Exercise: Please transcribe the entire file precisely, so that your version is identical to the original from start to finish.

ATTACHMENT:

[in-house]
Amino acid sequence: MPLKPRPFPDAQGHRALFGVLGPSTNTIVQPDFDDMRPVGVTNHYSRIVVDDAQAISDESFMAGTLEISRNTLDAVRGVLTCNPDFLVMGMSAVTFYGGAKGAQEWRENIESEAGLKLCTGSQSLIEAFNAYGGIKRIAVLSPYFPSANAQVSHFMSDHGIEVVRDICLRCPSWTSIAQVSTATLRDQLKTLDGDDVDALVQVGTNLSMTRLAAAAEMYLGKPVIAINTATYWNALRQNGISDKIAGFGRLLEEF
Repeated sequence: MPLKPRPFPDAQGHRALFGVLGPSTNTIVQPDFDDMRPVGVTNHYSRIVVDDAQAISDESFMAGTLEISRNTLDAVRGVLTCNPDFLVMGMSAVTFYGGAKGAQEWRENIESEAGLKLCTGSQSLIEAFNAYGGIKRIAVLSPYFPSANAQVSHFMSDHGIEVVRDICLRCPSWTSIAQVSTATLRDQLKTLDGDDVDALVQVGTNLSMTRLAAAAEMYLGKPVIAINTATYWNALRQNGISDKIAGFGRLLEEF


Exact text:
[in-house]
Amino acid sequence: MPLKPRPFPDAQGHRALFGVLGPSTNTIVQPDFDDMRPVGVTNHYSRIVVDDAQAISDESFMAGTLEISRNTLDAVRGVLTCNPDFLVMGMSAVTFYGGAKGAQEWRENIESEAGLKLCTGSQSLIEAFNAYGGIKRIAVLSPYFPSANAQVSHFMSDHGIEVVRDICLRCPSWTSIAQVSTATLRDQLKTLDGDDVDALVQVGTNLSMTRLAAAAEMYLGKPVIAINTATYWNALRQNGISDKIAGFGRLLEEF
Repeated sequence: MPLKPRPFPDAQGHRALFGVLGPSTNTIVQPDFDDMRPVGVTNHYSRIVVDDAQAISDESFMAGTLEISRNTLDAVRGVLTCNPDFLVMGMSAVTFYGGAKGAQEWRENIESEAGLKLCTGSQSLIEAFNAYGGIKRIAVLSPYFPSANAQVSHFMSDHGIEVVRDICLRCPSWTSIAQVSTATLRDQLKTLDGDDVDALVQVGTNLSMTRLAAAAEMYLGKPVIAINTATYWNALRQNGISDKIAGFGRLLEEF